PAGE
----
Magic Carpet Cubed ghosts towards the Genoa finish line with ARCA SGR. Photo: Studio Borlenghi / ROLEX.

Magic Carpet Cubed ghosts towards the Genoa finish line with ARCA SGR. Photo: Studio Borlenghi / ROLEX.

Rolex Giraglia: Line honours for Magic Carpet Cubed


20/06/2022 - 07:51

Fifth event of seven in the International Maxi Association's 2021-22 Mediterranean Maxi Offshore Challenge, this year's Rolex Giraglia returned to its traditional Saint-Tropez-Giraglia-Genoa course. However with ultra-light winds forecast, its organisers, the Yacht Club Italiano, in collaboration with Yacht Club Sanremo and Société Nautique de Saint-Tropez, wisely scrapped the opening turning mark of La Fourmigue. Thus when the 20 maxis within the overall fleet of 141 set sail at 1200 CEST on Wednesday on this, it was on a course of 200 miles rather than 240.

Furio Benussi's 100ft grand prix maxi ARCA SGR was the boat to beat for line honours – highest rated under IRC and defending her title from 2021. Indeed she led on the water for the majority of the race, however nipping at her heels were the large Wallys - Charif Souki's Wallycento Tango, Jean-Luc Petithuguenin's 107 Spirit of Malouen and Andrea Recordati's 93 Bullitt but the most serious challenge came from Sir Lindsay Owen-Jones' Wallycento Magic Carpet Cubed. One of the most capped teams in this race's history, Magic Carpet Cubed had claimed line honours in 2013 and outright victory under IRC corrected time two years later.

Harnessing the navigational genius of Dutchman Marcel van Triest, this year Magic Carpet Cubed pipped ARCA SGR to the post. This was set up 50 miles from the finish when she took a major hit, changing sides of the course to the east, but this enabled her to reach into the finish in better pressure as ARCA SGR attempted to run toward the line. Thus Owen-Jones' "cruising boat" beat her grand prix racer rival by 26 minutes, and substantially more under IRC corrected time, albeit taking 34 hours 7 minutes to complete the course, compared to 26 hours 24 minutes on the longer 240 mile route last year.

Sir Lindsay Owen-Jones was delighted: "We were surprised to beat the scratch boat. We made some good navigational choices: Marcel [van Triest] is such a good guy, who has been with us for many years and we are very confident with his choices. That was very important because we came in on a much better angle than our competition who had to come down in dying air..."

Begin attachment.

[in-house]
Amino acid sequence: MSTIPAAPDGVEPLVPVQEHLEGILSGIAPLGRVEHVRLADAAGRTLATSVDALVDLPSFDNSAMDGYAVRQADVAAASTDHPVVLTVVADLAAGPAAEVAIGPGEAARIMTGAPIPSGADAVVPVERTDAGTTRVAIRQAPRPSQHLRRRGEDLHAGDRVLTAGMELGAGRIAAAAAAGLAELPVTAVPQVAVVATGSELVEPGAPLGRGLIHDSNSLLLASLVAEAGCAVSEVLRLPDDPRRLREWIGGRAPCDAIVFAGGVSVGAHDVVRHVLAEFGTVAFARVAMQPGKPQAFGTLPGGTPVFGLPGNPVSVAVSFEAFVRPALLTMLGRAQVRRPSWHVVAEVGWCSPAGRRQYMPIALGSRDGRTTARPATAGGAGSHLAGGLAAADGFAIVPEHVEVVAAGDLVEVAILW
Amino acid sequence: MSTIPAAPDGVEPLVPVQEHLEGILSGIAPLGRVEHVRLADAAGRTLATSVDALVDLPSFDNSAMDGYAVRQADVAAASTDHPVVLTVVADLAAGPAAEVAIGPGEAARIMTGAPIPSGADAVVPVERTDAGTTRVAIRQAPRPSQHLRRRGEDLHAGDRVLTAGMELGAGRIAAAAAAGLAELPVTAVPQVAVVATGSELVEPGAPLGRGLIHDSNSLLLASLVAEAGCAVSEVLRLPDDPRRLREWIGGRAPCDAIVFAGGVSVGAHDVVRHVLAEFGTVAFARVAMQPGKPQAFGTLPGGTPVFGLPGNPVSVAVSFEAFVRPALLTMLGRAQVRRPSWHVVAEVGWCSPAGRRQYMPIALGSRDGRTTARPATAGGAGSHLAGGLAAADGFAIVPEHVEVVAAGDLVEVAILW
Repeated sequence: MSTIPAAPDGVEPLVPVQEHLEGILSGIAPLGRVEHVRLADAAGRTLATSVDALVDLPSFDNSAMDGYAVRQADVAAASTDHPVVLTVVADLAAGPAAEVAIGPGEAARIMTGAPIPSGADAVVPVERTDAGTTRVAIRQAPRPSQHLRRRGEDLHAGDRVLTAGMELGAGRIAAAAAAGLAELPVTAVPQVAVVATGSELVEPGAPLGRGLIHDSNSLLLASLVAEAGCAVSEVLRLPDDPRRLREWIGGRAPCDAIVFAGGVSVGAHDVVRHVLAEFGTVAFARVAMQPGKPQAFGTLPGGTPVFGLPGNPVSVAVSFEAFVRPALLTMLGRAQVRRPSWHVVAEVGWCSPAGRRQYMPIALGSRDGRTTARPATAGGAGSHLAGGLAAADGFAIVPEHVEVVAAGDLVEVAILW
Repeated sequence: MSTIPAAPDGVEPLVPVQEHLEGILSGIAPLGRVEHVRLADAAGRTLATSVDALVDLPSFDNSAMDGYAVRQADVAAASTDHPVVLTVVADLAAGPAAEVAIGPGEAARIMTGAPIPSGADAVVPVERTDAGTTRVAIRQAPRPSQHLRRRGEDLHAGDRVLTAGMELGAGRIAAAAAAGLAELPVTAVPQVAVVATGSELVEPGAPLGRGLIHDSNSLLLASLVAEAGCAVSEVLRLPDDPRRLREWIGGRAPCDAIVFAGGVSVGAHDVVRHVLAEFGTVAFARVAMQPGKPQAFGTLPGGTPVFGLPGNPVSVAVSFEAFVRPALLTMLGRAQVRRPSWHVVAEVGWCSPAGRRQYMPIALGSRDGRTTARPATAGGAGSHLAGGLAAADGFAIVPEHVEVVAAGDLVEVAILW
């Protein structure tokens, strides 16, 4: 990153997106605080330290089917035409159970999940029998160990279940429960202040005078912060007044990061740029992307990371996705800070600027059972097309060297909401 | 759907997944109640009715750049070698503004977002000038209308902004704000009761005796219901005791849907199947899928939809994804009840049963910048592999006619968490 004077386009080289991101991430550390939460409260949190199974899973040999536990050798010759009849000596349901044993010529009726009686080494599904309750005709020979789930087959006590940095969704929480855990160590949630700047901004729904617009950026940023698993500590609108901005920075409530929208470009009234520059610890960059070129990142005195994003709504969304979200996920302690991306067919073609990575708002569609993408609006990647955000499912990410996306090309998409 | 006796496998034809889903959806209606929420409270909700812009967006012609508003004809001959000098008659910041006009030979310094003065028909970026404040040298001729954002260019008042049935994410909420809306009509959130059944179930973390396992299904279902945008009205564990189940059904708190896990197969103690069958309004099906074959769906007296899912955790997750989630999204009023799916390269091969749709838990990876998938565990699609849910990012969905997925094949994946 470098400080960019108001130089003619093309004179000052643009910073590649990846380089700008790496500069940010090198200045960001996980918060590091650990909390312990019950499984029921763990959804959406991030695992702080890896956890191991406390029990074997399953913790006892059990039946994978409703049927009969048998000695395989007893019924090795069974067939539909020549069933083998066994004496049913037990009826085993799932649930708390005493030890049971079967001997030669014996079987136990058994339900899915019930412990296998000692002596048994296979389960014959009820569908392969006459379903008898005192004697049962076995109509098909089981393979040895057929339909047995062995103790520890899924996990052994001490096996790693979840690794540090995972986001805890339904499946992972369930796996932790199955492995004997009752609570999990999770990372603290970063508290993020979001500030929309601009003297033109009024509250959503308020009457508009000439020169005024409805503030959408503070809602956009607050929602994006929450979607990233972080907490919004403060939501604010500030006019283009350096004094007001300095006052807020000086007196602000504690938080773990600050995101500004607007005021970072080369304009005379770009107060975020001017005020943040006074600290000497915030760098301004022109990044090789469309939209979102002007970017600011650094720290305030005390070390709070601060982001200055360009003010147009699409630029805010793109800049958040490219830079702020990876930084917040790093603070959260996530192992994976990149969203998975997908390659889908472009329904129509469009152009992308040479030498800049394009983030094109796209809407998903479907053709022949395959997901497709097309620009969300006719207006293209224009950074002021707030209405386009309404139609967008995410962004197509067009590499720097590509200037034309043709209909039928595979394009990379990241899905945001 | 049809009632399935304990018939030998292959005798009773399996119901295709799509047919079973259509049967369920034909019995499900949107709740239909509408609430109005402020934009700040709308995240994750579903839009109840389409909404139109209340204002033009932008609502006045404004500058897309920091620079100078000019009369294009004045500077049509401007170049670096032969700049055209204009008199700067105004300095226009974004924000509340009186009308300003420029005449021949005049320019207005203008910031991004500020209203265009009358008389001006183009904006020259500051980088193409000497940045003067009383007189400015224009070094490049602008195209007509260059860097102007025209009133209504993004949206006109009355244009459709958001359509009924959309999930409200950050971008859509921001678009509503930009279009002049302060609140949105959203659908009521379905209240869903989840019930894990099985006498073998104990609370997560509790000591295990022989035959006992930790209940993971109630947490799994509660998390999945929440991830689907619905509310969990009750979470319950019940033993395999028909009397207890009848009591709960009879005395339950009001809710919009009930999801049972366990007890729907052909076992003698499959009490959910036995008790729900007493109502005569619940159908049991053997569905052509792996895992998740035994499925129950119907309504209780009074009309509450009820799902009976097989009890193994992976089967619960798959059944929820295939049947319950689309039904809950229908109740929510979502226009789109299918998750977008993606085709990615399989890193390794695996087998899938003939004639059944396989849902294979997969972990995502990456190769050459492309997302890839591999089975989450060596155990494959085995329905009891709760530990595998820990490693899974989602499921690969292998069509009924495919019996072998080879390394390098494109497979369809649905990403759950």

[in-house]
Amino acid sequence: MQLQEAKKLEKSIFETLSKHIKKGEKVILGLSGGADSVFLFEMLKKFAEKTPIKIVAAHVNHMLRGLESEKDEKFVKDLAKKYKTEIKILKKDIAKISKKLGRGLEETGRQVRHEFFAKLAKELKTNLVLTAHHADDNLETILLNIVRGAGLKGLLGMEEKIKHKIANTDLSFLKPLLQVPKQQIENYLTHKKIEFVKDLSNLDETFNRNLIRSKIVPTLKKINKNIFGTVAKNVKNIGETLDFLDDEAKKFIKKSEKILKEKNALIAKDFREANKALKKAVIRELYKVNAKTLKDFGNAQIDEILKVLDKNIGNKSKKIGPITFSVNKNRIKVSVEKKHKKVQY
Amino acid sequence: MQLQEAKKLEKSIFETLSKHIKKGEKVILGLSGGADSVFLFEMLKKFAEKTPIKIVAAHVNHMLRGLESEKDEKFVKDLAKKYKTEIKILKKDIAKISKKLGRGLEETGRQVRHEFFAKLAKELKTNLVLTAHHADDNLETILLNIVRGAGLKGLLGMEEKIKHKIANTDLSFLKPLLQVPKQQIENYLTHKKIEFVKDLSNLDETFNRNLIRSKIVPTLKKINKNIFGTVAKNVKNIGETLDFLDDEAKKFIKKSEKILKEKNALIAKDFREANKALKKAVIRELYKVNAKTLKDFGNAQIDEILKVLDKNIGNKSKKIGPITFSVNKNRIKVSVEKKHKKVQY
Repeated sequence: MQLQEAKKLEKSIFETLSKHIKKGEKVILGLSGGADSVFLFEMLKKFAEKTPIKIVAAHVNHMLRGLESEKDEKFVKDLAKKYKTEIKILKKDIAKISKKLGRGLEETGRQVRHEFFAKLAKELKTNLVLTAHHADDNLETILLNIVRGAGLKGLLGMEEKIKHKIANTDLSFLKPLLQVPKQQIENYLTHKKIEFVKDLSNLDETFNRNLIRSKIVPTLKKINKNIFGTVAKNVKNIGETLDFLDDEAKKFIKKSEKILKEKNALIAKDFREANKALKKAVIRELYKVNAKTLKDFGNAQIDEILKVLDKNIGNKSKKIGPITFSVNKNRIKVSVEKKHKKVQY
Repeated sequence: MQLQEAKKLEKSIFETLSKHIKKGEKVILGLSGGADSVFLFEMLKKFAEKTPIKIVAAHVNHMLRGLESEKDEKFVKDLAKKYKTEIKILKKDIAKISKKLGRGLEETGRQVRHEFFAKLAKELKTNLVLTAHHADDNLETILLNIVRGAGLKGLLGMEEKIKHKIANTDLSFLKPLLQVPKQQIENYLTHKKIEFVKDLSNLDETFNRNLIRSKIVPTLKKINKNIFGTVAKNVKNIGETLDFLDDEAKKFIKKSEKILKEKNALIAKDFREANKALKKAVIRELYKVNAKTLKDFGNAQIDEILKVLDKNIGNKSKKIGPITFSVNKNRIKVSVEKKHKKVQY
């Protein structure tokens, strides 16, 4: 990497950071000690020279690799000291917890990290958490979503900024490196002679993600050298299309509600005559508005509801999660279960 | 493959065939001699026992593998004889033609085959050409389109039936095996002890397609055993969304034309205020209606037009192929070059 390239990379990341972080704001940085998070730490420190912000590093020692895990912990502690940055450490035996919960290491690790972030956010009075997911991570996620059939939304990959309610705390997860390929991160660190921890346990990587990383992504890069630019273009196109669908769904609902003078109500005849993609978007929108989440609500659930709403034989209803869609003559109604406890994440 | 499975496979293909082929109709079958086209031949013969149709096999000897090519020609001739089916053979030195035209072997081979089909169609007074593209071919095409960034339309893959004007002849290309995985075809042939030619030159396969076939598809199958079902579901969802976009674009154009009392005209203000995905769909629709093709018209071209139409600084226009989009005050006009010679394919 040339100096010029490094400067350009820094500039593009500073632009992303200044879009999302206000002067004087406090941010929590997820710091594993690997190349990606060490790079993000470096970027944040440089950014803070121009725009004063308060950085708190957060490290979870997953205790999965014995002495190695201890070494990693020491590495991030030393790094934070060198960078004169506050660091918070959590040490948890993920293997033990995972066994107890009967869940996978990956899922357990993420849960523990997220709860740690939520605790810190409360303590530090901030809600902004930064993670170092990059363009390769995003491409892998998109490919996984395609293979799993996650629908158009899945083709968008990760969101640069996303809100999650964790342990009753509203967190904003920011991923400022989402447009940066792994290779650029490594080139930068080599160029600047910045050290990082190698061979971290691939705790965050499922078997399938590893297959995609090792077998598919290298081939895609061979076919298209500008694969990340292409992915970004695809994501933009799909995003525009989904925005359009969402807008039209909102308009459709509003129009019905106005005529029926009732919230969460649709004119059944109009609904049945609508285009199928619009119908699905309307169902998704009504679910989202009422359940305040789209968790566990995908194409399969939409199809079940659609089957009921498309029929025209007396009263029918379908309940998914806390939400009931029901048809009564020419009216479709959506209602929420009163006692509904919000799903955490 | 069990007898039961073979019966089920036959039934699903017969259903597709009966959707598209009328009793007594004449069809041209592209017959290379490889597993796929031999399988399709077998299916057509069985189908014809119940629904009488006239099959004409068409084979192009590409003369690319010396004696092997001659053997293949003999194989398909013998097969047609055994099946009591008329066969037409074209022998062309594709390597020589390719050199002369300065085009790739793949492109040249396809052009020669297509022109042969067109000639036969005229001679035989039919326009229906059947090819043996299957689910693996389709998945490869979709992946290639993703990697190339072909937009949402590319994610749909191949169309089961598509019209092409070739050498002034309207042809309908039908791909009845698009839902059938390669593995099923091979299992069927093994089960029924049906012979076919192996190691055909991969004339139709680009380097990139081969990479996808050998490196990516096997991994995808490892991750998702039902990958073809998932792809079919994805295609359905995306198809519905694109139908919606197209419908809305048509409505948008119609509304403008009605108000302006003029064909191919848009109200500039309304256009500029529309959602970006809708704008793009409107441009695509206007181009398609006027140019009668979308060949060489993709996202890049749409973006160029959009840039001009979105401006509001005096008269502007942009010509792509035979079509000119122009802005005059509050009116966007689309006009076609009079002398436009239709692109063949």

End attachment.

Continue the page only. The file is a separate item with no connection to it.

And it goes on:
48 minutes after ARCA SGR, Tango was third home, followed by Bullitt and Spirit of Malouen.

Adriano Calvini with grandson Giovanni Chiappano (in red cap), Rolex Italia's Stefan Müller to his left and, far left, Yacht Club Italiano President Gerolamo Bianchi. Photo: James Boyd / IMA

Once again the overall IRC maxi prize favoured the 60 footers, in fact the exact same 60 footer that won in 2021: Adriano Calvini's Felci 61 Itacentodue, effectively the club boat of the Genoa-based Yacht Club Italiano.

Itacentodue was 13th boat to finish into her homeport, crossing the line at 05:41:24 on Friday, winning the maxi class and coming second in the entire IRC fleet behind Giovanni di Vincenzo's Ker 46 Lisa R.

While last year Itacentodue's offshore sailing academy crew sailed with accomplished pros America's Cup and Olympic legend Tommaso Chieffi and 2019 Mini Transat winner Ambrogio Beccaria, this year there were no pros in her crew. However on board was the owner's 28-year-old grandson Giovanni Chiappano, supported by Mario Rabo on strategy, Manuel Polo navigating and Roberto Martinez as main helmsman.

"We knew it was going to be long," explained Chiappano. "We like a bit more wind and also prefer downwind, so everything was against us, but our strategy paid off: We went 'straight' the whole time mainly because we thought the wind would be best that way and if there was no wind it would be best to go the shortest way."

They came to a halt off Portofino before the Tramontana filled in and then made greatest progress on their way into the finish. "We changed sails maybe 30 times from the Code 0 to the gennaker and back. It was tough, but the crew was great."

Second maxi overall under IRC (and sixth overall) was Benoît de Froidmont's Wally 60 Wallyño, which finished at 07:01:47 on Friday. "That was long!" said de Froidmont, who is also International Maxi Association President. "At the end, we were a mile away from Itacentodue, but then they finished more than an hour ahead of us. But that is 'typical' of the Giraglia. We did more gybes over the last two hours than the whole rest of the race."

Canting keel yachts aren't supposed to like light conditions, so it came as some surprise that the third maxi under IRC was Guido Paolo Gamucci's canting keel Mylius 60 Cippa Lippa X. Aside from expending much effort constantly trimming the boat and the canting keel, tactician Paolo Cian said that approaching the finish they had found better rotation of the wind to the east (as Magic Carpet Cubed had a few hours earlier). "In the end there were two fleets converging, one with kites and others (like us) with the Code 0."

Bringing up the rear in the maxi class was the 109ft Herreshoff-designed gaff schooner. While not best suited to this year's light wind race, the crew of the 109ft long Mariette of 1915 very much enjoyed it. As Vendée Globe skipper Miranda Merron reported from on board: "The advantage of no wind for much of the day was the wildlife fest - whales, dolphins, turtles, sunfish, mahi-mahi, tuna, bonito..."

At Saturday's prizegiving at the Yacht Club Italiano, Wallyño received the trophy for the Best placed IMA Member in the Giraglia Offshore Race.

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